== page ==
When all was tested, poked, and prodded, we had spent around forty hours with the Angelbird SSD wrk 512GB. We ran the drive though some additional tests as a boot drive with the operating system on it to get a real feel for what the SSD wrk is really like. Not long ago, we had done the same real-world tests and review tests with the Corsair Force LX 512GB. In that review, we concluded the Force LX in the large 512GB capacity size wasn't anything special. When it comes to performance, we have to say the Angelbird SSD wrk 512GB falls into that same category.
It's not that the SSD wrk 512GB is a bad SSD, it's just that there are other, better options. For twenty dollars more than the Angelbird SSD wrk 512GB costs, you can purchase the SanDisk Extreme II 480GB, which is the fastest SSD in this price range. When you're purchasing a 512GB capacity class SSD, there isn't much of a difference between $300 and $320. Eventually, the supply of Extreme II drives will dry up since it's entering EOL status, but it's the third fastest consumer SSD on the market right now, and every e-tailer has them in stock.
As stated, the Angelbird wrk 512GB isn't a bad SSD. The SSD wrk is actually one of the best-looking SSDs we've tested in recent time; it's in the same league with the original Kingston HyperX. The 512GB model has just 256MB of DRAM, and we don't think that's enough for the Silicon Motion SM2246EN controllers with this much flash. That's the same conclusion we came to with the Force LX 512G. When you put these drives under intense workloads, the latency goes sky high, and it's not a pleasurable experience. If you install a lot of games early on, and then use the drive for read intensive tasks like gaming, web browsing, and other normal tasks, the latency decreases as the drive's internal data management optimizes the data and cleans pages for new high speed writes.
There is still the issue with the power and how it affects notebook battery life left to be sorted. Silicon Motion is in charge of firmware development, and we know other SMI 512GB drives don't have the same issues we ran into with the Angelbird SSD wrk 512GB. Hopefully Angelbird can get a fix out soon for SSD wrk owners looking for better than HDD battery life.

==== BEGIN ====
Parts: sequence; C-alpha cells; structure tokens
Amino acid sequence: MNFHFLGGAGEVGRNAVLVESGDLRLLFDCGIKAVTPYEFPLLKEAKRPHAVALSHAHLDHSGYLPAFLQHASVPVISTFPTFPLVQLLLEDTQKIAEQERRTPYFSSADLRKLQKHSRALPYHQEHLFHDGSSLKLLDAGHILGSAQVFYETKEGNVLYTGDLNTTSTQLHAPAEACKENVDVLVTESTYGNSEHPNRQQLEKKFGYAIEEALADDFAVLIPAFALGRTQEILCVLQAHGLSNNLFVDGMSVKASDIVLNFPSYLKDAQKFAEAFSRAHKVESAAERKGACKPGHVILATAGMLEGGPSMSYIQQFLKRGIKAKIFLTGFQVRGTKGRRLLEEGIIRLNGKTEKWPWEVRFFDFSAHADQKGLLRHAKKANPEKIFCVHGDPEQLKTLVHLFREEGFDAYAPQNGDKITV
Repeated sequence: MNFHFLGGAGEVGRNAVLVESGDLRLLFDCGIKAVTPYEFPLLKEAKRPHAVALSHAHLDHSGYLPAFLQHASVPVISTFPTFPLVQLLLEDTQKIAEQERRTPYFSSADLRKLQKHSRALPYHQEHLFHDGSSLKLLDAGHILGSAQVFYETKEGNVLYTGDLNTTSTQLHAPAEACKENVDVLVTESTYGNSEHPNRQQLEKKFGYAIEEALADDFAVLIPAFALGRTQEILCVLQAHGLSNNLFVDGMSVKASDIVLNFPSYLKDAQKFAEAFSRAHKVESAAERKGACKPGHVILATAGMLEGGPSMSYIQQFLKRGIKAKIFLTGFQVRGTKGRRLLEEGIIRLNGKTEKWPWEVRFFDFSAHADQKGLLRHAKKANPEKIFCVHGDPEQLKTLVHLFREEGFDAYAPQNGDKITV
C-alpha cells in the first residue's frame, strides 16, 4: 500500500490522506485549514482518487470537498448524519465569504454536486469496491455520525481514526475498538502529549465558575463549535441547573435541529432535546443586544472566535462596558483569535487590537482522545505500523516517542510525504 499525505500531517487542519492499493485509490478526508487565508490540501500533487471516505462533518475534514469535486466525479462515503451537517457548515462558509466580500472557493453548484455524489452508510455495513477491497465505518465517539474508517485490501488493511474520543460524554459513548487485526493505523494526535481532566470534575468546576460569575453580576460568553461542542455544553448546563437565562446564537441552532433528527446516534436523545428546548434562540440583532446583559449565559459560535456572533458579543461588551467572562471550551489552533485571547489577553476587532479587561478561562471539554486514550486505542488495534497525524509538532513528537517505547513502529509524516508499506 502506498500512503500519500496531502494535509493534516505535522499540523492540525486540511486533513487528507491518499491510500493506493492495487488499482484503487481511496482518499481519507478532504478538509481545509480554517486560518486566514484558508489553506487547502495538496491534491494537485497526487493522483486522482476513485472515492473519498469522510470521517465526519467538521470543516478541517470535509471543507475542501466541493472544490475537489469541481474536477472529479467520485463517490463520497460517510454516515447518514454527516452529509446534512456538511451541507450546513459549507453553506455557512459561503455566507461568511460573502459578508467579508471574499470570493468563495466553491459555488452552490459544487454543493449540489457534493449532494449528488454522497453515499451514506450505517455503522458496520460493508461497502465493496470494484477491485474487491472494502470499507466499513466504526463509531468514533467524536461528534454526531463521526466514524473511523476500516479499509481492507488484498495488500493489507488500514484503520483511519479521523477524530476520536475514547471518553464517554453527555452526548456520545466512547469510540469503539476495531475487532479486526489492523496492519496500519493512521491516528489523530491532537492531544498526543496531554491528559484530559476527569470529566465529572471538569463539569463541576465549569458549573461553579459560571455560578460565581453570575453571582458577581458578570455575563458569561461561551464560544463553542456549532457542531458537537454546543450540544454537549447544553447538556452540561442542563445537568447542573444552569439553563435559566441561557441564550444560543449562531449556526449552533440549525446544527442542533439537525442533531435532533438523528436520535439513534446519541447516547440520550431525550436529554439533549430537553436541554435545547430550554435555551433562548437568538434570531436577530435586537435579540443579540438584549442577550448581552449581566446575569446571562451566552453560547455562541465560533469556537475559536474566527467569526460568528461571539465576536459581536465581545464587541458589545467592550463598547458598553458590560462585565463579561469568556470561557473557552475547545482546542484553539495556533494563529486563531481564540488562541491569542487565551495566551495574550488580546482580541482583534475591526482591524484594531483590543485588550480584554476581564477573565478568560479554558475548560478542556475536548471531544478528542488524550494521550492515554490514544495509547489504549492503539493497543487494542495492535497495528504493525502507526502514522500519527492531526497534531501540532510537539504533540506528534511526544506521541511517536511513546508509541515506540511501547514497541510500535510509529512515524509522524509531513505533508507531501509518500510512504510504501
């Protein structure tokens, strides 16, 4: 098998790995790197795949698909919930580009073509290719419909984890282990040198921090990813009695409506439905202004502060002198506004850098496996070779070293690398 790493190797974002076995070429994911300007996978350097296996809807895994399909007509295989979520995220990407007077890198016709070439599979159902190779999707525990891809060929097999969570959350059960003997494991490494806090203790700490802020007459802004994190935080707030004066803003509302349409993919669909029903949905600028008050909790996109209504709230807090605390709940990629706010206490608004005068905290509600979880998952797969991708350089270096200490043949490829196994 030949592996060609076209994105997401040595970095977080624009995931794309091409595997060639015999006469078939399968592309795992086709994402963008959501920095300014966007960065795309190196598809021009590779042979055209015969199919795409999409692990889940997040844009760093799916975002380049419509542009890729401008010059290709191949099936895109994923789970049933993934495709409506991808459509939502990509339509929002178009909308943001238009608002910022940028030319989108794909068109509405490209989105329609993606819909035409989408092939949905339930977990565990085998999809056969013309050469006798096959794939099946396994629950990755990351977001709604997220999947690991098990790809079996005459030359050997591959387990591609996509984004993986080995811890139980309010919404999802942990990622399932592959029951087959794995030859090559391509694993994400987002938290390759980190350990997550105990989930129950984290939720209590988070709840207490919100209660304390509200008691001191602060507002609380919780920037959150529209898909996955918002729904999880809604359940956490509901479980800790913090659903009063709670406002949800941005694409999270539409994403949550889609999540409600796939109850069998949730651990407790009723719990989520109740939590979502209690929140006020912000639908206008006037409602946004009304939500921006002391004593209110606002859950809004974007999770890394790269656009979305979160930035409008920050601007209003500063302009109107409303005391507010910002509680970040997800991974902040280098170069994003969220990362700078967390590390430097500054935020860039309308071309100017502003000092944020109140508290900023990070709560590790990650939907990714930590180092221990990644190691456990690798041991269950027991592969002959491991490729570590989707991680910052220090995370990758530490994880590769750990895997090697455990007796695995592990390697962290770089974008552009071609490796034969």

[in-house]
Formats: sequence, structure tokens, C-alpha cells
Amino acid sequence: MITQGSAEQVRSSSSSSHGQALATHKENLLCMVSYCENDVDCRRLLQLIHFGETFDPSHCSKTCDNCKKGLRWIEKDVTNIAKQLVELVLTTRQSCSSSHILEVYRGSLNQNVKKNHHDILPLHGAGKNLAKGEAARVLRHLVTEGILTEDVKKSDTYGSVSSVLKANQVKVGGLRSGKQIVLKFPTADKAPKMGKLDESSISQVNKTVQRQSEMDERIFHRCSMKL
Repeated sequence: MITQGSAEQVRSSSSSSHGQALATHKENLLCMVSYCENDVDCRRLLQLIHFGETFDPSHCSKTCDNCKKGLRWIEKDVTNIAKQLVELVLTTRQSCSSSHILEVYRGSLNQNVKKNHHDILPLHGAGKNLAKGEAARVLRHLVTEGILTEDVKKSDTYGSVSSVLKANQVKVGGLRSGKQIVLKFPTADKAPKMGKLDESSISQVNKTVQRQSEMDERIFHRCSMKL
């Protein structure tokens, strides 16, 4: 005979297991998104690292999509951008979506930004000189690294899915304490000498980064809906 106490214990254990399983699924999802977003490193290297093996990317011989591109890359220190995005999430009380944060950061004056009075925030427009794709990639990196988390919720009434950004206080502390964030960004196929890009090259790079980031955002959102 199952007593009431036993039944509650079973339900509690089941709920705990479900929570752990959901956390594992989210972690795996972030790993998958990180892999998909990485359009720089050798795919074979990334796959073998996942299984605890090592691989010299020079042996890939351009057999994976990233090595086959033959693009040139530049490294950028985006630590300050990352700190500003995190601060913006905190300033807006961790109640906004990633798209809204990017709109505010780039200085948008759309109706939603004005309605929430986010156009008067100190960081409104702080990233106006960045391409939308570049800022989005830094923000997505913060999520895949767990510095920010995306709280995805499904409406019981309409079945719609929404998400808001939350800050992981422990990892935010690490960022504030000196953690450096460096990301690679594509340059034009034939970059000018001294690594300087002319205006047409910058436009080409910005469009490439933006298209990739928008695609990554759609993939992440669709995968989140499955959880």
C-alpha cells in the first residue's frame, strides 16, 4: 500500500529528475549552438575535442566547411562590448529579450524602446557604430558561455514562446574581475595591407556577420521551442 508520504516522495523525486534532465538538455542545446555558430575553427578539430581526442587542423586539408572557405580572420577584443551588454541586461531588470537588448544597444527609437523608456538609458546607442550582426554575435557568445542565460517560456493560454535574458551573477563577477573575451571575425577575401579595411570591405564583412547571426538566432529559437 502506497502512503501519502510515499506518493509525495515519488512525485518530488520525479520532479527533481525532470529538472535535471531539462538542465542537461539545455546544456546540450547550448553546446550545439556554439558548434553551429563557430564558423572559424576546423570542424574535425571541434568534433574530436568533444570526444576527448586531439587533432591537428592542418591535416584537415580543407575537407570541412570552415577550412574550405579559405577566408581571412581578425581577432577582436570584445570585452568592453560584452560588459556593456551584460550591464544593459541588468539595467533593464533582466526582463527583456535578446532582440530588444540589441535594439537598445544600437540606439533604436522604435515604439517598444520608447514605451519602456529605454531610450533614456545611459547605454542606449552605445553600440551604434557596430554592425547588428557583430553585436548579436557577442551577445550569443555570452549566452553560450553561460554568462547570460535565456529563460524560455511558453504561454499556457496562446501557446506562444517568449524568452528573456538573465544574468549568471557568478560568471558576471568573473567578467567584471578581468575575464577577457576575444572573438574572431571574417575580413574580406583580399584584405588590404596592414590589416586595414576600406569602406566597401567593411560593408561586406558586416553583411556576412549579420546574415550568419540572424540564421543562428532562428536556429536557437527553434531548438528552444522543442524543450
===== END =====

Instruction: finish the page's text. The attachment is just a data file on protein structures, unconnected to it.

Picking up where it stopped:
Still, we really can't recommend this drive for most users. If you want a really good performance experience with a 300-350 dollar 512GB SSD, then the Extreme II is the best option. If you just want a good, low-cost 512GB SSD, then the Crucial MX100 512GB costs $209.99 at the time of writing. Anything in the middle is just a part number without a buyer. If Angelbird is able to get the price closer to the Crucial MX100 512GB, then we might have a different opinion, but right now, a similar performing drive costs nearly $100 less. That's nearly a third less, which is a significant amount we can't overlook.
Product Summary Breakdown
|Quality including Design and Build||93%|
|Bundle and Packaging||87%|
|Value for Money||83%|
|Overall TweakTown Rating||85%|
The Bottom Line: Angelbird's wrk 512GB is a fantastic looking SSD, but it lacks high performance and costs more than products that perform about the same.
PRICING: You can find products similar to this one for sale below.
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- Page 1 [Introduction & Specifications, Pricing, and Availability]
- Page 2 [Angelbird wrk 512GB SSD]
- Page 3 [Test System Setup and ATTO Baseline Performance]
- Page 4 [Benchmarks - Anvil Storage Utilities]
- Page 5 [Benchmarks - Mixed Read / Write Workloads]
- Page 6 [PCMark 8 Consistency Test]
- Page 7 [PCMark 8 Consistency Test - Continued]
- Page 8 [Benchmarks - Power Testing]
- Page 9 [Final Thoughts]
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